“If you just sit and observe, you will see how restless your mind is. If you try to calm it, it only makes it worse, but over time it does calm, and when it does, there’s room to hear more subtle things – that’s when your intuition starts to blossom and you start to see things more clearly and be in the present more. Your mind just slows down, and you see a tremendous expanse in the moment. You see so much more than you could see before. It’s a discipline; you have to practice it.” (Steve Jobs)
Pay attention to the word Steve Jobs used above to describe the growth of intuition as a result of practicing meditation: Blossom. Eating disorders, unfortunately, have the opposite impact. They shut down this expansion of awareness and creativity in the world and your own life. They make it hard, if not impossible, to distinguish the truest sense of who you are and what you want from the mandates of the eating disorder. Meditation can relieve you of those limits by helping you bypass the overpowering thoughts of the eating disorder and make room for your own voice. What parts of your life and soul are waiting to blossom? What might you hear in greater stillness?
Meditation is a scientifically based tool which can serve anyone reaching for deeper understanding and for expanding in recovery.
While you might initially dismiss meditation as a new fad, in reality that is quite far from the truth. Archaeologists have found wall art depicting meditation that dates back to 5000-3500 BCE. Across centuries and throughout cultures and religions, meditation is viewed as a cornerstone of spiritual development.² The great news is you don’t have to practice any specific form of meditation to enjoy the benefits; there are secular and religious practices to choose from. Whether you decide on Transcendental Meditation (™) like The Beatles and David Lynch, Primordial Sound Meditation (PMS) like Deepak Chopra and Lady Gaga, Mindfulness Based Stress Reduction (MBSR) like Jon Kabat-Zinn, or Zen Meditation (Zazen) like the Dalai Lama and Richard Gere–if you make a sustained effort, this habit can be a significant contributor to your mental, spiritual, and physical health.³
Meditating reduces the stress and anxiety that can lead to and perpetuate destructive eating disorder behaviors. “Science hasn’t yet connected the dots between what happens in the meditating brain…but a University of Wisconsin study saw increased electrical activity in regions of the left frontal lobe, an area that tends to be more active in optimistic people, after eight weeks of training in meditation”.⁴ As a psychologist and daily meditator, I have witnessed the calm, self-compassion, and creativity that can be cultivated through the practice of meditation. The results over time enable you to increase the pause between a trigger and an action–to truly choose whether to act or not–and to enhance self-acceptance while reducing emotional reactivity and relentless self-criticism.⁵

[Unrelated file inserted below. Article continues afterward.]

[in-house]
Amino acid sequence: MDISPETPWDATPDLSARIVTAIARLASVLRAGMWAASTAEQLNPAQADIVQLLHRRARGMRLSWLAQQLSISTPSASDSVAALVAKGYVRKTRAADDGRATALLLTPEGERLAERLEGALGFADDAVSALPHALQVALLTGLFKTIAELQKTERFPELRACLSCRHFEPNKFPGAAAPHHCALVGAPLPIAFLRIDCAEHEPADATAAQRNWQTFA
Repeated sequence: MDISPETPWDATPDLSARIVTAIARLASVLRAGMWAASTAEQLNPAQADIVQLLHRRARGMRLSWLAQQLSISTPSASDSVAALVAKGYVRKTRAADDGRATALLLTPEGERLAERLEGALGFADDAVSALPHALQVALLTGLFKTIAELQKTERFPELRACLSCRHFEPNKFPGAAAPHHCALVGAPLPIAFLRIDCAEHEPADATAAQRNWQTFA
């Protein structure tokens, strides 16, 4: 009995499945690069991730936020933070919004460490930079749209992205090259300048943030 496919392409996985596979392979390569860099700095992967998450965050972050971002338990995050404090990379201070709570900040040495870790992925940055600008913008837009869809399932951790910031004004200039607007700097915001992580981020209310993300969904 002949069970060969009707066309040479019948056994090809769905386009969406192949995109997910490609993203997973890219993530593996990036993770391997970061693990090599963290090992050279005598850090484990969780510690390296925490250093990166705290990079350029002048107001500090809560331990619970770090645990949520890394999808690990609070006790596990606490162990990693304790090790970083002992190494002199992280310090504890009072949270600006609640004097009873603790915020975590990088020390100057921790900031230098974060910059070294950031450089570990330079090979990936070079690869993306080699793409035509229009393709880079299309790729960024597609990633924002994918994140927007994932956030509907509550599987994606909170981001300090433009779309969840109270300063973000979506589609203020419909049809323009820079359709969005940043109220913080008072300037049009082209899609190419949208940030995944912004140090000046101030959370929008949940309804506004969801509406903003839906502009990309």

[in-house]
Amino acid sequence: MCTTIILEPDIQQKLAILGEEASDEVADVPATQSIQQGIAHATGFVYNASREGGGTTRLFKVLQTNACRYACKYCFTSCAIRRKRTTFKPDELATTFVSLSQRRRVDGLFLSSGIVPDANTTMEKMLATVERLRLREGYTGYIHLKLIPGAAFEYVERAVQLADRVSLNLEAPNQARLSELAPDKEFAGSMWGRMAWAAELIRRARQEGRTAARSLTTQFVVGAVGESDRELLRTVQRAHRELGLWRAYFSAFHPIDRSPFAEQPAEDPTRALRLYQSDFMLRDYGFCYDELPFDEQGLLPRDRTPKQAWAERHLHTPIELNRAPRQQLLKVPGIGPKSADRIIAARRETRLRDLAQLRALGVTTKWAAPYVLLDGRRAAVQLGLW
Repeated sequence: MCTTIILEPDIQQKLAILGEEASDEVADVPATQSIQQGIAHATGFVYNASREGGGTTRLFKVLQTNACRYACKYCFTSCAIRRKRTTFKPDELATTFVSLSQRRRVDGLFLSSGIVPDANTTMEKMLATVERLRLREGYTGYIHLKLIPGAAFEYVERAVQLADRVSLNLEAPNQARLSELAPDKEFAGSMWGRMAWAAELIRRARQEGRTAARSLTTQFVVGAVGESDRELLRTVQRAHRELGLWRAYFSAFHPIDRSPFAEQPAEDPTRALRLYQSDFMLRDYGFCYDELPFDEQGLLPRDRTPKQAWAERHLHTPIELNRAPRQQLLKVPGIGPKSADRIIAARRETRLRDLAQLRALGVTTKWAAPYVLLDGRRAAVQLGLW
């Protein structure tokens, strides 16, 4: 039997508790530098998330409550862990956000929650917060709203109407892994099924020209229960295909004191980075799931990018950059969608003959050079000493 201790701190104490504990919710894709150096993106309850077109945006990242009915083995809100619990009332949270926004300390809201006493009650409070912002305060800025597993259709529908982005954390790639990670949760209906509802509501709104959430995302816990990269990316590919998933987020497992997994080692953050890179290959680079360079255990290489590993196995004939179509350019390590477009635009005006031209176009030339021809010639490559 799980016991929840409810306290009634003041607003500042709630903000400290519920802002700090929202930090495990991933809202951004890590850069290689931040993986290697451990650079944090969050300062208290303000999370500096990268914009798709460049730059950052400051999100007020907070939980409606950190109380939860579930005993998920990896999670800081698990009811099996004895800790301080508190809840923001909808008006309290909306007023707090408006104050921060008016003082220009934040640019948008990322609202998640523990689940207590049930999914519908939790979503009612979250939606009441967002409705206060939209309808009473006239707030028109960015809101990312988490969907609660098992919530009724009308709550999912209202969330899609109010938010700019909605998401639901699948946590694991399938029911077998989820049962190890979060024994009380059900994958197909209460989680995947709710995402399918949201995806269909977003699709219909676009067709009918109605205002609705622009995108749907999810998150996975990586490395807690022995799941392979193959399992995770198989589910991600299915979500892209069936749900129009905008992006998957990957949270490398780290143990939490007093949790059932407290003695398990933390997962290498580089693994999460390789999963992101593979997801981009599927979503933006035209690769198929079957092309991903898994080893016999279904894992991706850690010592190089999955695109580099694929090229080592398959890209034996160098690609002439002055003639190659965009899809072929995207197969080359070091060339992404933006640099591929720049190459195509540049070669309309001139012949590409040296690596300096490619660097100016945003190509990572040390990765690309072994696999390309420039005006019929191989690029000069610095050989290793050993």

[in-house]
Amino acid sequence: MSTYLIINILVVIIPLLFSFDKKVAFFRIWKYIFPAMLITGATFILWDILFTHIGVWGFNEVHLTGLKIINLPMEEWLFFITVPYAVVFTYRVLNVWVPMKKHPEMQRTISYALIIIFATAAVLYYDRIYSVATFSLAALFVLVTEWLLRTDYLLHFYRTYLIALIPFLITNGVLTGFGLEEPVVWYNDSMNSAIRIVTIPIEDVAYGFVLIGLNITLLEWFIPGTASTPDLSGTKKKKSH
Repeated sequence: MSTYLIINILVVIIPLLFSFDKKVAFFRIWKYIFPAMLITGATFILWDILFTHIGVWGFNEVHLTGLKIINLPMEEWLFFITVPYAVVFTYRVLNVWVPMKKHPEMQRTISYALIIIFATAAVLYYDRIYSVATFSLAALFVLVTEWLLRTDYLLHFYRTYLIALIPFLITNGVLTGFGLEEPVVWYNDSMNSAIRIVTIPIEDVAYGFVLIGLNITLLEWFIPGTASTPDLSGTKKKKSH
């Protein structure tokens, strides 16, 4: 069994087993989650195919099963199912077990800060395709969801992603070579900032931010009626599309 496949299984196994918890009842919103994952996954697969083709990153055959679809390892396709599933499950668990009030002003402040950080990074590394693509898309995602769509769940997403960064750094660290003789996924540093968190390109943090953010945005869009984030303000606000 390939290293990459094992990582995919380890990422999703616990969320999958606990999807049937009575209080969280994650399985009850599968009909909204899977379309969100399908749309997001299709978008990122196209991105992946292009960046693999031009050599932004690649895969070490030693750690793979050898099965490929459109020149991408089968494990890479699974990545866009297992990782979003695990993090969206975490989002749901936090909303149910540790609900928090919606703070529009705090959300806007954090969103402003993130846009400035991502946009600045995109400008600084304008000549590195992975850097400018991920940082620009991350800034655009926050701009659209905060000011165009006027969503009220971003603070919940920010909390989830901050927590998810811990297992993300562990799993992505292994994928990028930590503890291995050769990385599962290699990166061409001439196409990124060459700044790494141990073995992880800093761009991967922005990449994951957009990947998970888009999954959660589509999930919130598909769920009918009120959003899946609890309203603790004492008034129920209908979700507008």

The mind–cluttered by the noise, distractions, and rules of the world–can be easily hijacked by an eating disorder. Meditation allows you to tune into your soulful, deepest voice that endures beneath the eating disorder. Through this, you can overcome the illness from a deeply-rooted sensibility based in your true self. You know this voice already. This true voice of yours has already led you. Think back to all of the times you have… known known right from wrong, seen and taken opportunities for connections, stayed open to learn and grow, and found strength to rise above obstacles. If you add meditation to your recovery toolkit, you establish a daily time and space dedicated to noticing and expanding your unique strengths, values, and dreams.
The blueprint to your recovery is already inside you; learn to tap into it. When you practice meditation you will allow the subtleties of your own voice and the life you want to live to rise above the darkness of the eating disorder and enter into the light.
(1) Isaacson, 2011; “Steve Jobs”
(2) Puff, 2013; Psychology Today
(3) Lechner, 2016; Chopra.com
(4) Kuchinkas, 2016; webmed.com
(5) Gleissner, 2016 Psychology Today